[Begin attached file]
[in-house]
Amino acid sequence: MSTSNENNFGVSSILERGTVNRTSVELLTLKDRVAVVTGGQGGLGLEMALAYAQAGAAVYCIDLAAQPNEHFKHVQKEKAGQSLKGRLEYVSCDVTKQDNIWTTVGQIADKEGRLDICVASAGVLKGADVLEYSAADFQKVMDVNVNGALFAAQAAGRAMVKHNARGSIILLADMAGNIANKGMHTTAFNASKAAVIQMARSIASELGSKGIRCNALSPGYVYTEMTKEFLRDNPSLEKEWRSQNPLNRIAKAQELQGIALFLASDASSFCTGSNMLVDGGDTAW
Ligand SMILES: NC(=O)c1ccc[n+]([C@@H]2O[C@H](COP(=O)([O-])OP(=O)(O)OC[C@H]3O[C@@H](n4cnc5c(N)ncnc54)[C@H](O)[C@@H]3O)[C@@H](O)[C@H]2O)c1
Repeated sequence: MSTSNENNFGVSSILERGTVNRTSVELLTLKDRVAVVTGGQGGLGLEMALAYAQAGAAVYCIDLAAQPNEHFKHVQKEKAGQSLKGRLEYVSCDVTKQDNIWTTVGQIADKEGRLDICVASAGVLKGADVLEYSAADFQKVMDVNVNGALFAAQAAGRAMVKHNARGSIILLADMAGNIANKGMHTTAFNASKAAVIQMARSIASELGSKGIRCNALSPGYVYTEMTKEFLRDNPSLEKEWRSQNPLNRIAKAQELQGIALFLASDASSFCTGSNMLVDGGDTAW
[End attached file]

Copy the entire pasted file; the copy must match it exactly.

[in-house]
Amino acid sequence: MSTSNENNFGVSSILERGTVNRTSVELLTLKDRVAVVTGGQGGLGLEMALAYAQAGAAVYCIDLAAQPNEHFKHVQKEKAGQSLKGRLEYVSCDVTKQDNIWTTVGQIADKEGRLDICVASAGVLKGADVLEYSAADFQKVMDVNVNGALFAAQAAGRAMVKHNARGSIILLADMAGNIANKGMHTTAFNASKAAVIQMARSIASELGSKGIRCNALSPGYVYTEMTKEFLRDNPSLEKEWRSQNPLNRIAKAQELQGIALFLASDASSFCTGSNMLVDGGDTAW
Ligand SMILES: NC(=O)c1ccc[n+]([C@@H]2O[C@H](COP(=O)([O-])OP(=O)(O)OC[C@H]3O[C@@H](n4cnc5c(N)ncnc54)[C@H](O)[C@@H]3O)[C@@H](O)[C@H]2O)c1
Repeated sequence: MSTSNENNFGVSSILERGTVNRTSVELLTLKDRVAVVTGGQGGLGLEMALAYAQAGAAVYCIDLAAQPNEHFKHVQKEKAGQSLKGRLEYVSCDVTKQDNIWTTVGQIADKEGRLDICVASAGVLKGADVLEYSAADFQKVMDVNVNGALFAAQAAGRAMVKHNARGSIILLADMAGNIANKGMHTTAFNASKAAVIQMARSIASELGSKGIRCNALSPGYVYTEMTKEFLRDNPSLEKEWRSQNPLNRIAKAQELQGIALFLASDASSFCTGSNMLVDGGDTAW